Students, faculty, and staff receive a discount price of 96 cents on hot coffee or hot tea when they bring their own mug to Starbucks. The initiative was implemented to reduce waste and eliminate the harmful effects of single use items.
Smoothie King has ditched their old polystyrene (Styrofoam) cups and has replaced them with a newer better option: recyclable plastic.
Remember, polystyrene is not recyclable on campus. To prevent recycling contamination, check with your local waste provider before placing polystyrene materials in your home recycling bin.
Since forming in 2009, this predominately student-run garden has produced crops for the UCF community. Students can volunteer, learn to grow their own food, and take home hyper-locally grown produce at the end of shifts. In 2018, the Arboretum drew 973 volunteers who collectively donated 8,690 hours of their time.
Hydroponic Tower Gardens
These hydroponic tower gardens can be found all over campus and are maintained by Wellness & Health Promotional Services. These gardens not only produce a variety of fresh fruits and vegetables, but also maximize water efficiency by over 80%.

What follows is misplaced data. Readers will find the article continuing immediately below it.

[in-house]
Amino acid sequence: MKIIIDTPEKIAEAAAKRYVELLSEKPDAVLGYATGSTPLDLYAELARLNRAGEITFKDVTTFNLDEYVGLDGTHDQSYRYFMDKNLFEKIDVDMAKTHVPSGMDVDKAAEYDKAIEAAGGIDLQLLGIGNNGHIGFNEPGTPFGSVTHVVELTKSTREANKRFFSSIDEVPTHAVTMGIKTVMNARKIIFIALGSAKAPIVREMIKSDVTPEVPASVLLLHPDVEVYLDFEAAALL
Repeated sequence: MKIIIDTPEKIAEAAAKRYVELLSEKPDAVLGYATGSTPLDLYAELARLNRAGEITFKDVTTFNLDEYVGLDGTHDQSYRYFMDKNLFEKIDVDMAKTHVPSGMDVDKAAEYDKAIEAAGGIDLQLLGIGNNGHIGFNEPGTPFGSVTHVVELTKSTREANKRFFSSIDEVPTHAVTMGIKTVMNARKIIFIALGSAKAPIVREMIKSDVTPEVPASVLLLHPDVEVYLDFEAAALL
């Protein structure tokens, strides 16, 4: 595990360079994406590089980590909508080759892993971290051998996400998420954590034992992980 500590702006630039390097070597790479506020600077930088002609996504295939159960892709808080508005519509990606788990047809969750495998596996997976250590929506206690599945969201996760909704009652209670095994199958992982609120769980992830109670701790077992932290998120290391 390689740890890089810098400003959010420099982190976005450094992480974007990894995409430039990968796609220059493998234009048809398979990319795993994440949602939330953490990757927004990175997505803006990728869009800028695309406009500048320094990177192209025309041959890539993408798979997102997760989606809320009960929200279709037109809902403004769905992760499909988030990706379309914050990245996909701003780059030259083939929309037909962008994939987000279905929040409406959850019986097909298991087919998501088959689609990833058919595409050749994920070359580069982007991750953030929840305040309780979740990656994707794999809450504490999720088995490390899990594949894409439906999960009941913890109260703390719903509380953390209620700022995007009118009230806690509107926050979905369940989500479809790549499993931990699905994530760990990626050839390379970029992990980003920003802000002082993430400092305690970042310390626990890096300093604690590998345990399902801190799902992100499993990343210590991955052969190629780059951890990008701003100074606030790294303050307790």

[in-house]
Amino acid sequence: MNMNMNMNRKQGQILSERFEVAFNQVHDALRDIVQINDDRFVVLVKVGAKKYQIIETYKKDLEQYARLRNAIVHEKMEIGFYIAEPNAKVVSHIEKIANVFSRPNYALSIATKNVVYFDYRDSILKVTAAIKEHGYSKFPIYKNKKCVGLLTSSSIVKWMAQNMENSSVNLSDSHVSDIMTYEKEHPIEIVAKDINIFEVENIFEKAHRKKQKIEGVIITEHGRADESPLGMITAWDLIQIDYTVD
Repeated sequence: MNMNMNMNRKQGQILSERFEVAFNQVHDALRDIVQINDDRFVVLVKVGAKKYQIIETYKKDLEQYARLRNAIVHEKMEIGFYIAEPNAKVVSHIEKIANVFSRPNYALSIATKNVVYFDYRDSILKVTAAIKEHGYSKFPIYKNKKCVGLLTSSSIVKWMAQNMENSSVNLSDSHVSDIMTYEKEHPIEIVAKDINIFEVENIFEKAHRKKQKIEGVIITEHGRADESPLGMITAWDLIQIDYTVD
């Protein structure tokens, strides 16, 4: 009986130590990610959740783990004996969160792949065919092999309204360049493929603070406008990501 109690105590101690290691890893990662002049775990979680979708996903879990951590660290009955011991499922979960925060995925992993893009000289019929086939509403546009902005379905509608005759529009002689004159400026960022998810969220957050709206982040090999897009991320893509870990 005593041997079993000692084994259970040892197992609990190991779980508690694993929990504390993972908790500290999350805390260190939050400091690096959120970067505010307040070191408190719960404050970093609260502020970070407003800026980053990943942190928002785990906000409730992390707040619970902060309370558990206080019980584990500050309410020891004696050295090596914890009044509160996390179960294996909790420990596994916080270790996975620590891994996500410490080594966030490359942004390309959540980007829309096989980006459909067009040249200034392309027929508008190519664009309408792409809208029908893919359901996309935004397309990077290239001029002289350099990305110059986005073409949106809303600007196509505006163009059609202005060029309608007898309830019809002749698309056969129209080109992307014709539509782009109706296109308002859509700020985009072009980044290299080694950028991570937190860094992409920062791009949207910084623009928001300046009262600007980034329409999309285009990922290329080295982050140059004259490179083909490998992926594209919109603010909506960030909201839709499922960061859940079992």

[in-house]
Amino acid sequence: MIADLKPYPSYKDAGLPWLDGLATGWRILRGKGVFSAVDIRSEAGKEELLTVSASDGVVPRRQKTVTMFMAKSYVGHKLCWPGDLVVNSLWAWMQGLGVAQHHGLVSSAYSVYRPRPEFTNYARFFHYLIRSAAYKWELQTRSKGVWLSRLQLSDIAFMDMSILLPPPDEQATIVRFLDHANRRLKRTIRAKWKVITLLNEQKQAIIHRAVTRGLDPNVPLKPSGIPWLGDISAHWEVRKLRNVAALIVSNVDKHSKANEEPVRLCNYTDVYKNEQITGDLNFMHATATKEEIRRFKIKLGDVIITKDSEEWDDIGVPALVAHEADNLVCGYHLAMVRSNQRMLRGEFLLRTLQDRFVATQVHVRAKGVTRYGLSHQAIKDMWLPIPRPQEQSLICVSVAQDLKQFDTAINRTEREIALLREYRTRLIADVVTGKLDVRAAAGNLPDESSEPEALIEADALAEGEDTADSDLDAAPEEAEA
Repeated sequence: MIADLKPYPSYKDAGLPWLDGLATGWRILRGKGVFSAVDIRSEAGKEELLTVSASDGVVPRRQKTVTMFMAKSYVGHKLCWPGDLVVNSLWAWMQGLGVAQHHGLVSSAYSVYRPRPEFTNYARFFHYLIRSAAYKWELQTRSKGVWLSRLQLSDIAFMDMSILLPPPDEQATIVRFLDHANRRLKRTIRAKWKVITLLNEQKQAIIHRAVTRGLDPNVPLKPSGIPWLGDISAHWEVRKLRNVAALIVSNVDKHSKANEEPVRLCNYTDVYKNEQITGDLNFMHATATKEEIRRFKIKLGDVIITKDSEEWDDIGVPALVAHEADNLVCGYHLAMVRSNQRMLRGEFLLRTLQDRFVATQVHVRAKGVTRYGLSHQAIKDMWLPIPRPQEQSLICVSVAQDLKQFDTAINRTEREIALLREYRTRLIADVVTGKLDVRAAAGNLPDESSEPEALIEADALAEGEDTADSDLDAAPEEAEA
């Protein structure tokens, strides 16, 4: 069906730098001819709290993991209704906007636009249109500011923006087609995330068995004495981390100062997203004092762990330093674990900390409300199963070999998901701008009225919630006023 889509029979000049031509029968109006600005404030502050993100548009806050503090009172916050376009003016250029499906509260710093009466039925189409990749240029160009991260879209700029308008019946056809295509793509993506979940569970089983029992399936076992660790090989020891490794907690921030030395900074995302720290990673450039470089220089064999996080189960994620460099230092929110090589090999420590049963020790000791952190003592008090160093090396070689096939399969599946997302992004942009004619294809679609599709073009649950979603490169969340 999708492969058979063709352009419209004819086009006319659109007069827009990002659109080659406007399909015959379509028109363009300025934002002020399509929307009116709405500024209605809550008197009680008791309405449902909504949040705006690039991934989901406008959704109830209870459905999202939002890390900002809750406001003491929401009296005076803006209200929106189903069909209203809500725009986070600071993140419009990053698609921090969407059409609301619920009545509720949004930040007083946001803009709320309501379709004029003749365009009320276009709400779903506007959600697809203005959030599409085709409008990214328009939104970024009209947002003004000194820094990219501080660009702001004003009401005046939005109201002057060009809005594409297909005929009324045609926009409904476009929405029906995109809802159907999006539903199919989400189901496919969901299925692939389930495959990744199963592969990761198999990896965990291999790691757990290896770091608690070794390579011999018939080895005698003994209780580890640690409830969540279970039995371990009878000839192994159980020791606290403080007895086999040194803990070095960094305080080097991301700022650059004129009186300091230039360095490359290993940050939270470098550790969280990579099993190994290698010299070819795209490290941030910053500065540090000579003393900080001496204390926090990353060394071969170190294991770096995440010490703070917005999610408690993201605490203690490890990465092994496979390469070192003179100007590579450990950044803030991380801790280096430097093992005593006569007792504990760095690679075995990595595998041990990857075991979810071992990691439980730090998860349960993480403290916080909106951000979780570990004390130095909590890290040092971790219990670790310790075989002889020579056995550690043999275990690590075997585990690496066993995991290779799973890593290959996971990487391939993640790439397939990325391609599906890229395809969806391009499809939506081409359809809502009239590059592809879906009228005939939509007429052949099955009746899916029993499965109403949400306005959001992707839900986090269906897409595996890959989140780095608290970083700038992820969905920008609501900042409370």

Knights Pantry was formed as a grassroots initiative in 2009 with the goal of providing necessities to UCF students in need. Today, it is supported with donations from Lucky’s Market, the UCF Arboretum, Publix, Second Harvest food bank, fellow UCF students, and more. Students with a valid ID can pick up 5 food items a day. There is no limit on toiletries or clothing items.
Central Florida is a region characterized by its distinctive natural wildlife, plant species, and freshwater wetland habitats. These diverse ecosystems, often adjacent to areas of dense human development, have created a mosaic of contrasting environments completely unique to the area. Nestled at the heart of all this lies the University of Central Florida, a campus that cherishes and protects over 800 acres of conservation lands.
UCF’s urban forestry team periodically conducts prescribed burns on natural lands in order to open up mid-story vegetation, remove invasive species, and reduce the risk of future wildfires through fuel reduction.
Despite its proximity to urbanization, UCF’s natural lands have made impressive strides in biodiversity. These ecosystems provide habitats to gopher tortoises, hawks, osprey, deer, songbirds, and even black bears.
UCF’s urban tree canopy provides a variety of services, including wildlife habitats, water filtration, recreation, and carbon sequestration (a process in which trees release oxygen and store atmospheric carbon). The trees also reduce the campus’s urban heat island effect.